Idyll Challenge V

Idyll Challenge V

I recently received a text message from a fellow Charlotte Mason educator. “It’s interesting,” she wrote, “to meet another mom who is doing Charlotte Mason and just told me that she has never read any of the 6 volumes.” My friend’s message revealed a common assumption: anyone who is really “doing Charlotte Mason” is also reading the volumes. But is this assumption valid?

Surely we could point to many parents and teachers who are faithfully using living books, hearing narrations, taking nature walks, and making handicrafts, and yet have never read a single page of Home Education. Such educators have every right to say they are using the Charlotte Mason method — and to say it with integrity.

Nevertheless, I think there was something to my friend’s text message — but not from the perspective of rules and requirements. The question, I think, is not so much, “Can I use the Charlotte Mason method without reading the volumes?” The answer to that question is surely yes. The more interesting question, I think, is “If I’m using the Charlotte Mason method, wouldn’t I want to read the volumes?”

After all, what usually draws people to the Charlotte Mason method in the first place? Isn’t it her emphasis on living books? We love her declaration that children “shall be introduced to no subject whatever through compendiums, abstracts, or selections; that the young people shall learn what history is, what literature is, what life is, from the living books of those who know.”[1] That’s what we want for our children!

But if “the living books of those who know” are better than “compendiums, abstracts, or selections,” does that affect anything more than our choice of the books we place in front of our children? Or does it also affect our choice of the books we place in front of ourselves? Does it affect the way we go about learning?

At the 1906 Conference at the House of Education, one attendee observed that “text books and summaries discourage reading, for they appear to give us the fruits of learning without calling us to engage for ourselves in the quest.”[2] Could the same be said about learning the Charlotte Mason method? Could it be that relying solely on summaries, compendiums, abstracts, selections, podcasts, and articles appears “to give us the fruits of learning without calling us to engage for ourselves in the quest”?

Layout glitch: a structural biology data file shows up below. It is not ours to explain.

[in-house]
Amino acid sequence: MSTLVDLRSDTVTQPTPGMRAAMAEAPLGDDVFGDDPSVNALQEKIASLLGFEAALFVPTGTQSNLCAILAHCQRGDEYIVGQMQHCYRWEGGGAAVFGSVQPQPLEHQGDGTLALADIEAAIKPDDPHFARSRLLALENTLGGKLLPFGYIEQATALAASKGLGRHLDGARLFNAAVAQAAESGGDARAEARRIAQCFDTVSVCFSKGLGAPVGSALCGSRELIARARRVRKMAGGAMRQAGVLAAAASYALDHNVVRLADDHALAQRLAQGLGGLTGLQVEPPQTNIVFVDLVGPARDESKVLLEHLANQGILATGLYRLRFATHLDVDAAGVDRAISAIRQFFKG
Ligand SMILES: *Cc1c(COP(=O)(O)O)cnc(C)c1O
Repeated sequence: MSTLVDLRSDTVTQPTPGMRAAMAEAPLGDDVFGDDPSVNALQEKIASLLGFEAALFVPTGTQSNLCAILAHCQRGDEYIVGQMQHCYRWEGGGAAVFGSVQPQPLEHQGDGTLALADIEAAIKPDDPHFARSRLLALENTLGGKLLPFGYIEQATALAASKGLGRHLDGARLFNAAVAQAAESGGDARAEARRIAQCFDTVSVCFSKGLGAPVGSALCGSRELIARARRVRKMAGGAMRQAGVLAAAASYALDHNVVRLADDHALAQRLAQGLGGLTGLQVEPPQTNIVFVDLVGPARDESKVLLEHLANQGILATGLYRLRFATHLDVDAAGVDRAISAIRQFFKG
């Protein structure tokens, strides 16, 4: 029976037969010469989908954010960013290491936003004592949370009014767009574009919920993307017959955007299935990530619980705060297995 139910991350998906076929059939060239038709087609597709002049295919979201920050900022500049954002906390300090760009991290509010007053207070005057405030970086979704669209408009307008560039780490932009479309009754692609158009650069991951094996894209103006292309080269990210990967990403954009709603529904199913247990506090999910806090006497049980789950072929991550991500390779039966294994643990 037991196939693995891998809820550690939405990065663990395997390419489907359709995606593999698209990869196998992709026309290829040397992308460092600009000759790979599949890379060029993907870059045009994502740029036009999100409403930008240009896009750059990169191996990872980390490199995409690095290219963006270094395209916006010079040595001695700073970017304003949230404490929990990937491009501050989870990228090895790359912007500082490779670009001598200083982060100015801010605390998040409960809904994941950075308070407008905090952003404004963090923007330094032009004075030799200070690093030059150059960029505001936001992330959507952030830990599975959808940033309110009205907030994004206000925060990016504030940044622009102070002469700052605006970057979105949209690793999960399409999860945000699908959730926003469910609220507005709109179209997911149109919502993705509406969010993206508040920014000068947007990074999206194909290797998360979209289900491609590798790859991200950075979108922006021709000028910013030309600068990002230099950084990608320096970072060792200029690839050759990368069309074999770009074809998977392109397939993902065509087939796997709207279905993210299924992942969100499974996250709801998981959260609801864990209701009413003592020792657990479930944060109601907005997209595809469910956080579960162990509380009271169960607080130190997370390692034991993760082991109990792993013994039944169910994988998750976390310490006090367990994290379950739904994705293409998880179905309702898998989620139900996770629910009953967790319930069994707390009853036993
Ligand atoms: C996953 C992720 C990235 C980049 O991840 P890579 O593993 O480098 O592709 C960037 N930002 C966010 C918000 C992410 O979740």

Charlotte Mason herself apparently thought so. After publishing the short synopsis of her educational theory in 1904, she stressed that even a thorough familiarity with this summary does not convey a full understanding of her method:

Here follows a short summary of our principles, but it must be remembered that a knowledge of these formulæ is by no means a knowledge of the principles they aim at summing up.[3]

Sylvia Maike is a homeschool mother who wanted to learn the Charlotte Mason method. She decided not to rely on compendiums, abstracts, summaries, or selections. Instead, she decided to read the entire six-volume Home Education Series for herself as part of a reading group called the Idyll Challenge. She fully engaged herself in the quest for knowledge, and as a result she obtained the fruits of learning. But to her surprise, she found something more than that. She explains:

One of my favorite dimensions of participating in the Idyll Challenge has been getting to know Charlotte Mason herself through her books. She has such a clear voice as a writer, with cadences, turns of phrase, favorite words that are all hers. As I read, I began to think of her as a friend, one with whom I sometimes argue, but whom I also love and appreciate, whose wisdom never fails to make me think more deeply. Charlotte Mason’s ideas about education are evergreen, without any doubt; after all, this is a teacher who so saturated herself in Living Books that she was able to write six of them. But beyond the ideas themselves, it is spending time with Charlotte Mason the woman that has changed me for the better. My thinking is clearer, my aspirations higher, my courage stronger, for having taken the two-year journey through her books. I set out to understand a philosophy, but along the way, I gained a dear friend.

Did Sylvia have to read the volumes to start using the Charlotte Mason method? No. Did she have to read the volumes to clarify her thinking, raise her aspirations, and strengthen her courage? Yes. Did she have to read the volumes to get to know Charlotte Mason as a person? Without a doubt.

Sylvia found in Charlotte Mason’s volumes a “wisdom” that never failed to make her “think more deeply.” This wisdom is not reducible to a set of rules about how to conduct narration or dictation lessons. Instead, it is a wisdom of life, which simply cannot be absorbed through summaries or abstracts. As Mason herself explained, “the mind refuses to know anything except what reaches it in more or less literary form.”[4]